when you talk to the teachers and the kids in the school, they have persistent in college rates that could not be about. 90% of hispanic kids who graduate from the school attend college. 85% of the african-american kids who graduate from the school stay in college. they are doing project-based learning. they are creating real engagement between kids and teachers. when you talk to the teachers there, they stay. they do not have the attrition rate you see in other places. you see a collaborative relationship. about 15 minutes left. we will go to melanie, molly. [inaudible]
>> i wonder what you think are the biggest obstacles between unions and employers when it comes to union organizing? and what you think needs to be done? i think austerity, austerity, austerity, austerity has -- that is a whole other topic. -- we think that we don't are more into john wayne than john dewey. southerna place like l.a. county. it has done extraordinarily well toause -- that is how i got solution driven unionism.
they solve problems, not when arguments. they have done this through the transition of retiring superintendent and the retiring union president. cked to thised -- ho story to you a lot, but no one wants to write about it except in orange county. where whenlaces respect for relationships with each other and they start thinking about how they solve problems rather win when arguments -- arguments, you see real collaboration.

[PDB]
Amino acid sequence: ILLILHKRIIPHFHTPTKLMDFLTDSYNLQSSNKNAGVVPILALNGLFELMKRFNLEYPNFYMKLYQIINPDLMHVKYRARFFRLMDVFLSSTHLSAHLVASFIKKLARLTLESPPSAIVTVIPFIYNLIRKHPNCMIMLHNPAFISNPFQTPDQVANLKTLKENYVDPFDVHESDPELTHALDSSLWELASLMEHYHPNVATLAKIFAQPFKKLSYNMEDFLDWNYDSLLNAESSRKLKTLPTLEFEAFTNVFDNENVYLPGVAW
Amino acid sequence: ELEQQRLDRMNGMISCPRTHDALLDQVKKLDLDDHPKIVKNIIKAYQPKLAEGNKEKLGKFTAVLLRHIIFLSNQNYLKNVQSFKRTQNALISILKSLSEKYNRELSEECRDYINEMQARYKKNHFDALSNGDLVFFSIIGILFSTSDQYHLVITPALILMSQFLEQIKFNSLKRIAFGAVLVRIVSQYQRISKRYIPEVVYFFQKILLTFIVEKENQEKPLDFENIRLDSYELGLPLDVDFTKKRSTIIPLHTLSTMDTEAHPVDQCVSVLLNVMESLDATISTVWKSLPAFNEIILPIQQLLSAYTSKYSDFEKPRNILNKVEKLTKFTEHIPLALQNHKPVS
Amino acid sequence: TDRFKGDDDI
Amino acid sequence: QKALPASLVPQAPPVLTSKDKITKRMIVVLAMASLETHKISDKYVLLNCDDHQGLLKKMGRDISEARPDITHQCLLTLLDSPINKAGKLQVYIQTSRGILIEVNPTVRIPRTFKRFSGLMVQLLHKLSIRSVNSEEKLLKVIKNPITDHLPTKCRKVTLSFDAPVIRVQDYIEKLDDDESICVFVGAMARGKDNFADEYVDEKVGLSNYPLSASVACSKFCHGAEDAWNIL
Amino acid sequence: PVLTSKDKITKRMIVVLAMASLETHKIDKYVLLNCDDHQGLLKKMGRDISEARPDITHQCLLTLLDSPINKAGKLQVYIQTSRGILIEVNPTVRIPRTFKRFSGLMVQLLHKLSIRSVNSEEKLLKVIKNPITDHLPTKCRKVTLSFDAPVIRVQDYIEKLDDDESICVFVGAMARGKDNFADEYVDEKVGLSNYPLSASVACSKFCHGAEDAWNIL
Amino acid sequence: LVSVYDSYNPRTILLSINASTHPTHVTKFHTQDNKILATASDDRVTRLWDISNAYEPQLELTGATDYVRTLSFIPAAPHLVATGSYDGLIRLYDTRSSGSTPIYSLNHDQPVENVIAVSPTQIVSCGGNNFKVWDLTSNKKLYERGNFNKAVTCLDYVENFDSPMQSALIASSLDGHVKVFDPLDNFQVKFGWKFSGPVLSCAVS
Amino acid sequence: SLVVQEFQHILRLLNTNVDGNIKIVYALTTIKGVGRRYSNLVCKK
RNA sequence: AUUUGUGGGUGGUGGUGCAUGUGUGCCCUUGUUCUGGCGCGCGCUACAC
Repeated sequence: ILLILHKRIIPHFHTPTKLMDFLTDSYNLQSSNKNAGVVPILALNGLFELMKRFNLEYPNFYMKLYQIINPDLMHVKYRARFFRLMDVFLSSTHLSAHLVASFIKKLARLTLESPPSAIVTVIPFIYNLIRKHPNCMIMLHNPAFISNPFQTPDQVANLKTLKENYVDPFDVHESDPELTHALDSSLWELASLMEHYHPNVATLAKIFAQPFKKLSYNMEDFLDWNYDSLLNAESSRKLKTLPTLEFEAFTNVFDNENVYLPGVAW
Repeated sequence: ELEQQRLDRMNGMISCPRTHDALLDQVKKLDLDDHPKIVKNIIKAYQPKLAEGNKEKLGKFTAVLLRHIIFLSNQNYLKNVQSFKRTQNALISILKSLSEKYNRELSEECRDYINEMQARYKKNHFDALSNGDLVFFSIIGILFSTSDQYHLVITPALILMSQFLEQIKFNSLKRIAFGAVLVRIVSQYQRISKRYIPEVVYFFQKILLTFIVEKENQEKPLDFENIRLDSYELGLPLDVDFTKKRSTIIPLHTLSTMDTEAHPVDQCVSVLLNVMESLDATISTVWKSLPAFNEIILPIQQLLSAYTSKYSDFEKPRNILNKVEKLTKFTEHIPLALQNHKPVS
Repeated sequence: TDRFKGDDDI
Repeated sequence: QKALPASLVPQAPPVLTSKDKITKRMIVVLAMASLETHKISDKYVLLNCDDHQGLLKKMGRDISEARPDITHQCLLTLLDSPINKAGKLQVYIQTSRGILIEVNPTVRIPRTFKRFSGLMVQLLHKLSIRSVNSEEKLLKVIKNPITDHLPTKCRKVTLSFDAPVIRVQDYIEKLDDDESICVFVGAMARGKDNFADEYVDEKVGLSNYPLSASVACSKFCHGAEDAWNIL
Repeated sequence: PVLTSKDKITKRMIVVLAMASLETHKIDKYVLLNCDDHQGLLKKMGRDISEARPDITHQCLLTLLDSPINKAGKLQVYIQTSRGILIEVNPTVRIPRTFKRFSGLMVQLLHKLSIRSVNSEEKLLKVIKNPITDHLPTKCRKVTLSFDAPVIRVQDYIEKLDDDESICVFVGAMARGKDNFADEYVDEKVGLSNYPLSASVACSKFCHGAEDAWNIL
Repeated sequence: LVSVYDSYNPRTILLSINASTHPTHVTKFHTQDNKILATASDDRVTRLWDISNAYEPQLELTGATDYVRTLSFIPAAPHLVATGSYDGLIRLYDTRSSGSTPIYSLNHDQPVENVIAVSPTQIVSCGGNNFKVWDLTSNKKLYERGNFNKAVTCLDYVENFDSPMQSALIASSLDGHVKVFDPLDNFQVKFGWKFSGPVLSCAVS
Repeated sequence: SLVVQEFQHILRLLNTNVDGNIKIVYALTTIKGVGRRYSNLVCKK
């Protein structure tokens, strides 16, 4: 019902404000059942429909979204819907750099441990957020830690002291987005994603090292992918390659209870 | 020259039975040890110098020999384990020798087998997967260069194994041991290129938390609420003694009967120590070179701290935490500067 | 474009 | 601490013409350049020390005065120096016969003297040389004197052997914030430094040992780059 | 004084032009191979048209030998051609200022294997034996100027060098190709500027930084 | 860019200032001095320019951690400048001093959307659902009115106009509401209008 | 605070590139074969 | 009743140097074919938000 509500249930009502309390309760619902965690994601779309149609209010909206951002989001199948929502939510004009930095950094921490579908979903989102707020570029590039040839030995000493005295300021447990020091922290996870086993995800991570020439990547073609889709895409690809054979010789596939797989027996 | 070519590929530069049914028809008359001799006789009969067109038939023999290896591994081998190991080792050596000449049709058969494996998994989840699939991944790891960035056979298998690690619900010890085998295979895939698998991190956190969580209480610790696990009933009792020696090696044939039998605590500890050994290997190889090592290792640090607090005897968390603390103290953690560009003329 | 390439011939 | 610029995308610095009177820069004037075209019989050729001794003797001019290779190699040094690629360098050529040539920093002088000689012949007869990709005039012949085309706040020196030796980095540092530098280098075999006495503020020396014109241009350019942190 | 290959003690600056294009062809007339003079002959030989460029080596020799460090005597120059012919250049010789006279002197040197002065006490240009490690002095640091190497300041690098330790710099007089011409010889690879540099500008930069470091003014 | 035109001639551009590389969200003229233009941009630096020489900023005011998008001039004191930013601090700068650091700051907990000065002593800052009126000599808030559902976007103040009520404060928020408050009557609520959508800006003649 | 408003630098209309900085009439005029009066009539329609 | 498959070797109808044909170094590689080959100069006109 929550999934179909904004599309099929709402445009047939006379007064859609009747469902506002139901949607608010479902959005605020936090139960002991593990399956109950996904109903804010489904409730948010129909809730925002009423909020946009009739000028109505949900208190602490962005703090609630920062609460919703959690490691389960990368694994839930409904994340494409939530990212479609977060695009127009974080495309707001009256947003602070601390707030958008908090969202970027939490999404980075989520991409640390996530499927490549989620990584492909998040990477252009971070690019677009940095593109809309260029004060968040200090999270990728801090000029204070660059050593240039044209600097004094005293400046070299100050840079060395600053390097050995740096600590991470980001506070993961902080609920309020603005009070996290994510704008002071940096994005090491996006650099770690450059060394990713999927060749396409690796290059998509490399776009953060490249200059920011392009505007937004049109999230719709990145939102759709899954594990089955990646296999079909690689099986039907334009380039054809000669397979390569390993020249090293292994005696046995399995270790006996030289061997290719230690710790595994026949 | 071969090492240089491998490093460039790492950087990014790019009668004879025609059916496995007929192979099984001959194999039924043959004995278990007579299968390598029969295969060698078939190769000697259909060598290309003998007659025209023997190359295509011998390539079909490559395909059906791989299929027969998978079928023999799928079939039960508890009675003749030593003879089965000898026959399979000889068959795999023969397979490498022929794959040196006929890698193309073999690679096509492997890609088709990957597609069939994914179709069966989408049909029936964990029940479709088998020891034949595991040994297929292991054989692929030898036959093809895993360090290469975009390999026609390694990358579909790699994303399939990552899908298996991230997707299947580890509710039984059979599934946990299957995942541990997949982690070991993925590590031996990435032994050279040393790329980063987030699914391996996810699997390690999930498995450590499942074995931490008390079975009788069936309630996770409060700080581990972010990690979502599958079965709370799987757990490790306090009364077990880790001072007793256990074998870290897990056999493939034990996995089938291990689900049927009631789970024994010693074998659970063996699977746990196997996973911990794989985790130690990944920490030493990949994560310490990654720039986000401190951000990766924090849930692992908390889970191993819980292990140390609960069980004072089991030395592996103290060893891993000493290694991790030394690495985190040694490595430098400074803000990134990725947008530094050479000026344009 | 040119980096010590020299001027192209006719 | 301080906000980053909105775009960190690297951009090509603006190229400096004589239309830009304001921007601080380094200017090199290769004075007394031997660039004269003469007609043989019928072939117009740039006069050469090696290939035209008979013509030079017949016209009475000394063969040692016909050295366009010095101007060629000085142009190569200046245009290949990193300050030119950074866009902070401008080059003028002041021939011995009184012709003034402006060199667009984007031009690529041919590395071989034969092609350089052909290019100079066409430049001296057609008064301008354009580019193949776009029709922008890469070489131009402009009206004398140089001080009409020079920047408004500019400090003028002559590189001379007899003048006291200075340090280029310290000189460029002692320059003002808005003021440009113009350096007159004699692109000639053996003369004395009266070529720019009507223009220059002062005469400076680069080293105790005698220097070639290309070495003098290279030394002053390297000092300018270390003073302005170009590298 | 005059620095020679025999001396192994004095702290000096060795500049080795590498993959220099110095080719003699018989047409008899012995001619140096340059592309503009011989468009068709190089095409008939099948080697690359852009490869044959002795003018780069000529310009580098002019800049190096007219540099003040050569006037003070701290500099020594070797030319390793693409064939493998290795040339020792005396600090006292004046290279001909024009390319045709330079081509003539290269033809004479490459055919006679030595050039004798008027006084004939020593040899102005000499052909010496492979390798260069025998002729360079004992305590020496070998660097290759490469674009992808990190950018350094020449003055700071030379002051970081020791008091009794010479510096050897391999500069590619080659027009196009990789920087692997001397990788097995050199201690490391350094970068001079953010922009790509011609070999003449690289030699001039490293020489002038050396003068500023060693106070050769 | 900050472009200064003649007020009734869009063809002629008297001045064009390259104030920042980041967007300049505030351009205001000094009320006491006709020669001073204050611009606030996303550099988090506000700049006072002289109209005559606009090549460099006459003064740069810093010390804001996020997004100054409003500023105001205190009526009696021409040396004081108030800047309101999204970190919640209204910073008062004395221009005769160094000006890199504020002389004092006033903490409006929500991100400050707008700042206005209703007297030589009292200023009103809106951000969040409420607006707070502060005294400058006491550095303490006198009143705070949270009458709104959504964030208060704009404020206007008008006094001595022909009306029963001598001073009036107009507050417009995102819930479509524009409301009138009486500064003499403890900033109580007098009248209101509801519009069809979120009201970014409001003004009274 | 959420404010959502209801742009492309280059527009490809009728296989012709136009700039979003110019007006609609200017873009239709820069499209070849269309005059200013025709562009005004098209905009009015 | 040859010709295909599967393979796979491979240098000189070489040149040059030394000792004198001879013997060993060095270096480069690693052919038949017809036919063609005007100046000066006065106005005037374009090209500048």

teaching children is complicated. arnie duncan, i give him a lot of credit. every interested party has an interest in focusing on that. it has to be about not what the next doodad reform is, but how do we help students. it is too soond to talk about 2016. what is your focus for 2014? planentioned the war and plan.ren
can this win elections outside massachusetts? when you pull the public on ,hings like education, jobs people want good jobs, people want the american jury. ant the american dream. if you look at the recent blog post, i think it was not an politico -- in sorry. i think it is totally right. one of the great unifying factors in this country was if setwork hard and play by a of fairnes